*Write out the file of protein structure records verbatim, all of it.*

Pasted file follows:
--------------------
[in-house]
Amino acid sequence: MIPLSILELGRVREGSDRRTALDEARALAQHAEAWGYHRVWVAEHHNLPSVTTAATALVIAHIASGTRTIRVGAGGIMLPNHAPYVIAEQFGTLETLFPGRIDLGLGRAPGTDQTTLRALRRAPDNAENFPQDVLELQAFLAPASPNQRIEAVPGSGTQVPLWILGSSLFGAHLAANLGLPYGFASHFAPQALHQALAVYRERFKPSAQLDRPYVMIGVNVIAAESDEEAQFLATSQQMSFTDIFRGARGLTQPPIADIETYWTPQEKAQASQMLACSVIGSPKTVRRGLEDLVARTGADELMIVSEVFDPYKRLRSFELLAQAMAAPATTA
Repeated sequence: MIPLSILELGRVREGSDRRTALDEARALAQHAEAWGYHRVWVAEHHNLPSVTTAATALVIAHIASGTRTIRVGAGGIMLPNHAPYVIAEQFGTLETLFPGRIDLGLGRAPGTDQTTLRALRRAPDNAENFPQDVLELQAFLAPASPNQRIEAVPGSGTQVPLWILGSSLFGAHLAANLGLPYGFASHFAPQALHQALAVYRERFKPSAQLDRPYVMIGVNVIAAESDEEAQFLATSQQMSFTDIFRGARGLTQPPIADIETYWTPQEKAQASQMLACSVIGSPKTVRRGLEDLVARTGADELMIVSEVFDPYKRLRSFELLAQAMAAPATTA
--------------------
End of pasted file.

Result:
[in-house]
Amino acid sequence: MIPLSILELGRVREGSDRRTALDEARALAQHAEAWGYHRVWVAEHHNLPSVTTAATALVIAHIASGTRTIRVGAGGIMLPNHAPYVIAEQFGTLETLFPGRIDLGLGRAPGTDQTTLRALRRAPDNAENFPQDVLELQAFLAPASPNQRIEAVPGSGTQVPLWILGSSLFGAHLAANLGLPYGFASHFAPQALHQALAVYRERFKPSAQLDRPYVMIGVNVIAAESDEEAQFLATSQQMSFTDIFRGARGLTQPPIADIETYWTPQEKAQASQMLACSVIGSPKTVRRGLEDLVARTGADELMIVSEVFDPYKRLRSFELLAQAMAAPATTA
Repeated sequence: MIPLSILELGRVREGSDRRTALDEARALAQHAEAWGYHRVWVAEHHNLPSVTTAATALVIAHIASGTRTIRVGAGGIMLPNHAPYVIAEQFGTLETLFPGRIDLGLGRAPGTDQTTLRALRRAPDNAENFPQDVLELQAFLAPASPNQRIEAVPGSGTQVPLWILGSSLFGAHLAANLGLPYGFASHFAPQALHQALAVYRERFKPSAQLDRPYVMIGVNVIAAESDEEAQFLATSQQMSFTDIFRGARGLTQPPIADIETYWTPQEKAQASQMLACSVIGSPKTVRRGLEDLVARTGADELMIVSEVFDPYKRLRSFELLAQAMAAPATTA